strategy
1 Nov 2018

Strategy-based and capability-driven talent management

Strategy-based and capability-driven talent management

In their article "Are we there yet? What's next for HR?, Dave Ulrich and James M. Dulebohn have claimed that focusing on individual talent or competencies is insufficient, and instead "to support organisational strategy and add value, future HR work needs to focus on identifying and building organisational capabilities" (2015: 195).

In line with their argument and to support the company's competitive advantage in a constantly changing business environment, we suggest that talent management needs to be closely aligned with its strategic capabilities. Motivated by our academic research, but first and foremost building on our practical experience, this article discusses how talent management practices can support strategy-based capability development.

Capabilities–based strategies

Capabilities-based strategies have gained momentum among academic researchers and practitioners alike. Strategic capabilities, called for by Ulrich and Dulebohn, reflect the company identity, i.e. what the company is known for and comprise of the organisational competencies, processes, systems and knowledge. These capabilities may include for example, data-based customer management, user-driven innovation, ecosystem management, or operational excellence if the company can perform them better than its competitors. Capability development is subject to many external and internal forces, the strategy being a key driver. A misalignment between strategy and its underlying capabilities has been proven to significantly undermine strategic change (Kilpinen, 2013). Although strategic capabilities stretch beyond individual competencies, these do have a central role. Competence development can be supported by many organisational activities, such as formal training programs, on the job learning and talent management. At best, the organisation's talent management architecture reflects the organisation's strategic capabilities and provides the foundation for strategy-based competence and talent development.

Capability–driven talent management

Competence development and talent management are closely interlinked, and strategic competence can be developed systematically by designing a talent management architecture that connects organisational-level capabilities and individual competencies. It also enables communicating and building a shared understanding of the future skills and competencies needed to support business development. At best, talent management can bring business strategies to the practical level, enabling each individual to understand their own role in supporting the business strategy.

The traditional questions within talent management are how to attract the best potential and nurture and retain this talent, giving guidelines to recruitment processes, development actions, rotation and exit policies in line with business needs. Besides these questions, talent management should be closely related to competence development, considering where the needed strategic competencies reside within the organisation, which groups or individuals have the most business-critical competence and how it can be further developed. There should also be an action plan for renewing organisational competencies.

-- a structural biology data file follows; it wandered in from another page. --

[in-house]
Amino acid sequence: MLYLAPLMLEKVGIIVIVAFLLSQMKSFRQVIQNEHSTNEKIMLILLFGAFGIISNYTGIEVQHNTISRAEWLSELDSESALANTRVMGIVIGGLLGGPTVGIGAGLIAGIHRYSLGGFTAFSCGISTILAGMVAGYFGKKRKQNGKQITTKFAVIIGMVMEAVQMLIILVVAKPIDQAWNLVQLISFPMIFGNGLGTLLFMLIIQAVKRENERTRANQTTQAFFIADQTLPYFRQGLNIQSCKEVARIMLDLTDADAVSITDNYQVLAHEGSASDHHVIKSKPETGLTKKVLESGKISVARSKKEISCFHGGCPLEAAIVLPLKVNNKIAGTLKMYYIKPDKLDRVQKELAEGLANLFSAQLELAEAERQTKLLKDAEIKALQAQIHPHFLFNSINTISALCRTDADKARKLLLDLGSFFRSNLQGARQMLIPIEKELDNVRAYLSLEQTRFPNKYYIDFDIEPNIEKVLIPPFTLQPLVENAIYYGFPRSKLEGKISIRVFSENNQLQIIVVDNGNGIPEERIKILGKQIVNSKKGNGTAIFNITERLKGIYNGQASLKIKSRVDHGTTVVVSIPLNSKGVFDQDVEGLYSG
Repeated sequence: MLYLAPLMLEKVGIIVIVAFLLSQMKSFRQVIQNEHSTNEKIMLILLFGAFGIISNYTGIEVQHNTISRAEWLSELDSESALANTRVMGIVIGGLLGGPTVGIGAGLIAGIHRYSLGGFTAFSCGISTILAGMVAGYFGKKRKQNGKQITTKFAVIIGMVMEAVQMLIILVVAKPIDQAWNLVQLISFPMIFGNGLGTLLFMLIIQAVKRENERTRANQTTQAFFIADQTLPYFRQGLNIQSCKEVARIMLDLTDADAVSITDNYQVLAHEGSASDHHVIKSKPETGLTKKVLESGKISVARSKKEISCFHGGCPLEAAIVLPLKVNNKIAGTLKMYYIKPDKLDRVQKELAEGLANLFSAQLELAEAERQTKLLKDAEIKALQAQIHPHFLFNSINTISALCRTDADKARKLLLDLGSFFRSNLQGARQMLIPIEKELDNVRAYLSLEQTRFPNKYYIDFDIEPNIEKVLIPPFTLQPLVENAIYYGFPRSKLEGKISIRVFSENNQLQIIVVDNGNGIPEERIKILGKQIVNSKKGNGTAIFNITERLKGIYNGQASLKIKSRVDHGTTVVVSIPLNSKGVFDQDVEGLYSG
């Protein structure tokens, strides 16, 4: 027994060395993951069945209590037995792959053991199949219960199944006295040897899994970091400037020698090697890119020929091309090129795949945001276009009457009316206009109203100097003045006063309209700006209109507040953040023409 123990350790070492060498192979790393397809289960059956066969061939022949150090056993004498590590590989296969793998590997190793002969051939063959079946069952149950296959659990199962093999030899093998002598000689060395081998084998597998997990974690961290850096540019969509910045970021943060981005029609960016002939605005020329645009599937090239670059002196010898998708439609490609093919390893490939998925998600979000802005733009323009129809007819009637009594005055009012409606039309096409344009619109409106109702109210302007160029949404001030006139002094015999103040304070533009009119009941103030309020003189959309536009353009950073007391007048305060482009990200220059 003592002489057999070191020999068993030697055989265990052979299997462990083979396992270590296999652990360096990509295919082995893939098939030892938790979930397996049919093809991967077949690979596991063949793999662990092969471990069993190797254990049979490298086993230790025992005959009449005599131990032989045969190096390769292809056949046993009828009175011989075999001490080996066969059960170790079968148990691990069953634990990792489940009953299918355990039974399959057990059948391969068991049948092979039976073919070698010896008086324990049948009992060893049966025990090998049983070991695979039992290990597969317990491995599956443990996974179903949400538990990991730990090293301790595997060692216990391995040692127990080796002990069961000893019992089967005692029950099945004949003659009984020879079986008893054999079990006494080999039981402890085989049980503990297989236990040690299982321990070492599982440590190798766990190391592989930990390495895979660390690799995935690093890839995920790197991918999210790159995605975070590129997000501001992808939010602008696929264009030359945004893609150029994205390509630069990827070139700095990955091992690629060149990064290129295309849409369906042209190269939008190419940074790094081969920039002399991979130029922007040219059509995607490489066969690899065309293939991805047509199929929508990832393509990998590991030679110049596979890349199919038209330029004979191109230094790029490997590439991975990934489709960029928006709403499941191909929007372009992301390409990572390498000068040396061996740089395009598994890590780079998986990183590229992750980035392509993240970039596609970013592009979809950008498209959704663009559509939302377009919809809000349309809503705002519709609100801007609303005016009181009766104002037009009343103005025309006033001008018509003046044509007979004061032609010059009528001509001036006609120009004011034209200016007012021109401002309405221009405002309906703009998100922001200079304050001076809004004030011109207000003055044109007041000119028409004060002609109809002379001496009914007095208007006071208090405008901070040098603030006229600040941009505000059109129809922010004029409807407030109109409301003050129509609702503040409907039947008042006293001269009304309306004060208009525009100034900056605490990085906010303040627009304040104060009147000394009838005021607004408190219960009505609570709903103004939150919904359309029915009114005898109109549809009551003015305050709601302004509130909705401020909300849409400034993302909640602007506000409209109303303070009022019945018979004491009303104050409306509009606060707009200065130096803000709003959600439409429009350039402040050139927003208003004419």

Strategy-based talent management is not only an essential part of business-oriented HR but is also crucial for meaningful work. In their article, Ulrich and Dulebohn (2015) call for more meaning-making capabilities on behalf of leaders and HR to help employees find a sense of contribution in their work. Traditionally talent management has mainly focused on leadership skills with the aim of recognising future management potential. Digitisation will have an increasingly profound impact on the nature of work and require a change of focus for talent management. Learning ability, ability to reinvent one's work and meaning-making capabilities are essential criteria in defining talent. Today's talent management cannot only focus on developing management potential or specific technical skills but should also enable continuous learning and provide tailored solutions and career paths for individuals.

Demystifying talent management

Too often, especially in traditional talent management, selection criteria are somewhat opaque, especially when it comes to rotation and career steps. When talent management is based on clearly defined strategic capabilities and competencies and is openly communicated and discussed, it helps people understand the selection criteria for key potential and the guidelines for career management. Strategy-based talent management is increasingly open and agile, making connections between business success and talent development at every company level. It also challenges managers to be accountable for making it happen. To respond to the changing work-life, some companies have opted for defining whole personnel as "talent", giving each individual the opportunity to develop to their full potential aligned with business goals.

In the rapidly changing business environment, talent management, including the traditional career paths and ladders, needs reinvention. An inflexible rotation model does not serve business needs anymore. Talent management should be strategy-based and capability-driven, but it is also increasingly about empowering new career models that benefit both the individual and the company. This also promotes self-management, requiring every individual to take care of their own development and be aware of the needed meta-skills, such as the ability to learn and be involved in various learning networks.

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Mari Tasanto
Growth Area Director, Customised Solutions
+358 40 048 8004 mari.tasanto(a)hankensse.fi
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